Craig Dollansky Retires

Craig Dollansky. (T.J. Buffenbarger photo)

From Craig Dollansky Racing

ZIMMERMAN, Mn. (March 27, 2018) – After more than 22 seasons of racing professionally, Craig Dollansky announces his official retirement from the sport of sprint car racing. Due to complications from past injuries, “The Crowd Pleaser,” is calling it quits.

Dollansky suffered a L1 burst fracture at Indianapolis Motor Speedway in 2003 that had the potential to end his racing career. “I didn’t want to think about the severity of my injury and still had a burning desire to compete,” said Dollansky. He fought back and returned to race in the fall of that year. “I questioned how long I could race at the highest level after my back injury, I have always worked hard to prepare mentally and physically to race,” Dollansky commented. He didn’t just come back, though, as it wasn’t long before he was back to winning.

In another set back in 2008, Dollansky sustained a compound fracture of his right arm in a crash at Eldora Speedway. This injury kept him from completing the season with the World of Outlaws, he was third in the points standings at the time, and had signed a contract to race for Kasey Kahne Racing the following season.

“I have been hit with many things in life, but injuries take their toll on you.I have raced with broken bones and injuries and had to do what I had to do, at times racing in significant pain,” Dollansky said. His most recent injury occurred in Yuma, AZ during the Winter Heat Series in January of 2016. Dollansky said, “I knew I was hurt after crashing in Yuma, but tried to ignore the pain and allow it time to heal.” He raced that season, without being aware of an additional fractured vertebra in his back below the hardware from his crash at Indy.

Dollansky has been dealing with this injury for nearly 2 years, and recently underwent a vertebroplasty, a minimally invasive surgical procedure to stabilize his spine and the pain and discomfort from the fractured vertebra. That procedure was not as successful as hoped.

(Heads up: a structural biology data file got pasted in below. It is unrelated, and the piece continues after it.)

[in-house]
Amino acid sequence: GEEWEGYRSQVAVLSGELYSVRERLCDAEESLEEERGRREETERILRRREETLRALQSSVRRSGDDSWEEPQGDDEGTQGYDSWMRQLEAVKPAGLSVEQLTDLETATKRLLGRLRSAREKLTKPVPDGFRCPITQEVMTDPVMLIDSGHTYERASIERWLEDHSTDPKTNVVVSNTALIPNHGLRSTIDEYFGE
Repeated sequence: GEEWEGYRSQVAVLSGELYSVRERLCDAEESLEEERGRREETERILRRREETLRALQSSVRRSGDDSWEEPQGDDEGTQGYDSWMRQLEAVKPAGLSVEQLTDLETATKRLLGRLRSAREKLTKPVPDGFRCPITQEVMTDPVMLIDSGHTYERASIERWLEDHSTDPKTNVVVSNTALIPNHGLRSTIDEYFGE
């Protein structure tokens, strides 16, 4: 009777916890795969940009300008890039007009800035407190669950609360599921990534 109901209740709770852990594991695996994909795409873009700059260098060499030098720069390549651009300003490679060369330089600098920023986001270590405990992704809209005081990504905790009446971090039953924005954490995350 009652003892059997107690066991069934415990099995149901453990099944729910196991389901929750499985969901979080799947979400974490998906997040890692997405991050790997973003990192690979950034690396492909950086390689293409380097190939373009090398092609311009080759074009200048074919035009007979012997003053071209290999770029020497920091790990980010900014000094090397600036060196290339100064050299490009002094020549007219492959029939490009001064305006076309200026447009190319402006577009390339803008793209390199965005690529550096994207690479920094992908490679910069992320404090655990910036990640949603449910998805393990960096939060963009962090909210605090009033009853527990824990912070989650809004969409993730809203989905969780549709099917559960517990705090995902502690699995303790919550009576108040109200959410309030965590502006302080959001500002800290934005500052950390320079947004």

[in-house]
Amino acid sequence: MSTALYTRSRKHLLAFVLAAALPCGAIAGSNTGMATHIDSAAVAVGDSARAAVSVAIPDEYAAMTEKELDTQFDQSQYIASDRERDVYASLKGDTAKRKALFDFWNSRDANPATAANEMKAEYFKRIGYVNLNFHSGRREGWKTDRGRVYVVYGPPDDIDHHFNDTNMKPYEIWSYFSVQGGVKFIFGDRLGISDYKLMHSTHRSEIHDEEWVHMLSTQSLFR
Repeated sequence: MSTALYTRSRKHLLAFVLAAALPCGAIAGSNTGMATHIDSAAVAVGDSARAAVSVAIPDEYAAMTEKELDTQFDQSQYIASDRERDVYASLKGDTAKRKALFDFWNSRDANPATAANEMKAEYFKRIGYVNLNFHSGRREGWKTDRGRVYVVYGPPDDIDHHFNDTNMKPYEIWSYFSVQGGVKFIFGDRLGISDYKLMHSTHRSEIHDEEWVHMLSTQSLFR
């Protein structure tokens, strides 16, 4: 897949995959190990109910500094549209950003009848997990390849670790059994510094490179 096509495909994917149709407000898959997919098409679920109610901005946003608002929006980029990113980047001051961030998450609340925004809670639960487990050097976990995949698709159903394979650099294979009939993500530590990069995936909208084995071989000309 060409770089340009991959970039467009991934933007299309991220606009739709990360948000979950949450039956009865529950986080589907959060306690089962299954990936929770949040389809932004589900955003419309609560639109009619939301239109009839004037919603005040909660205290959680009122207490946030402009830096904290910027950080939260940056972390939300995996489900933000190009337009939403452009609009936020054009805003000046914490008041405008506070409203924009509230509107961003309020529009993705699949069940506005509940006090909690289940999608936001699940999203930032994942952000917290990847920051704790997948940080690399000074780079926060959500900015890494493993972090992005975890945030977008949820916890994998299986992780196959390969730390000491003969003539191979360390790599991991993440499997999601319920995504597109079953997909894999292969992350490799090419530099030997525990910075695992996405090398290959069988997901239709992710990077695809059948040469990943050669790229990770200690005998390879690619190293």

After yesterday’s assessment with an orthopedic surgery center in Minneapolis, MN, Dollansky and his wife Julie had to discuss the prognosis and make a difficult decision to officially retire from racing. “It has been a very difficult and painful situation and decision for both of us,” said Julie. “Craig is a fierce competitor and living with him not being able to do many of the things he enjoys, but mostly not racing, has been excruciatingly difficult for our family.”

In the near future Dollansky will undergo a second spinal fusion surgery. This surgery will fuse his spine from the T12 to the L4 vertebrae, and has a recovery time of 8 to 12 months. This news has prompted his decision to retire. “I know what it took to comeback racing the first time,” Dollansky commented, “I am 15 years older now and feel it is too much to overcome physically to return to racing. I have been blessed to have the successful career that I did. Thanks to all the fans and friends for their support over the years, and the car owners, teams, crewmembers and manufacturers I have been fortunate to work with. You all have given me so much joy and I hope to see many of you again in the future. This is not the way I thought I would retire but I wouldn’t trade any of it for what I have received from racing!”

Dollansky and his family toured with the World of Outlaws Series from 2001 to 2013, winning 66 feature races, and numerous events with other sanctioning bodies. Dollansky is one of a handful of drivers to win at the international level, making it to victory lane not only in the U.S. but also Canada, Australia, and New Zealand.

The ‘Iron Man’ of racing, Dollansky has earned the undeniable championship title 3 consecutive times at the I-55 Raceway in Pevely, MO.

Always promoting the sport of Sprint Car Racing, Craig & Julie Dollansky established racing events at both Princeton, MN and the Clay County Fair Speedway in Spencer, IA with their CDR Promotions company earning the Promoter of the Year honors in 2008 for their efforts.

Looking towards the future, Dollansky has accelerated his plans to establish a dirt track racing school and driving experience.

Dollansky concluded, “If I am not able to keep doing it myself I would still like to be involved with racing. Many signs are pointing me in the direction of a dirt track driving school. It would be a way for me to remain involved, promote the sport and work with and teach potential drivers the ropes with out going through the ‘school of hard knocks’ the way I have. The grueling travel schedule with the Outlaws never allowed me to coach my kids in sports or racing, and this was always something I felt like I would have enjoyed. I would have a lot of passion and desire to help guide aspiring drivers young or old to achieve their goals in racing.”

Craig Dollansky Racing will continue to provide updates on Dollansky’s future, including his surgery and condition post-op. His recovery time will be long, and the family welcomes any thoughts, well wishes and good vibes you can send their way in the next few months.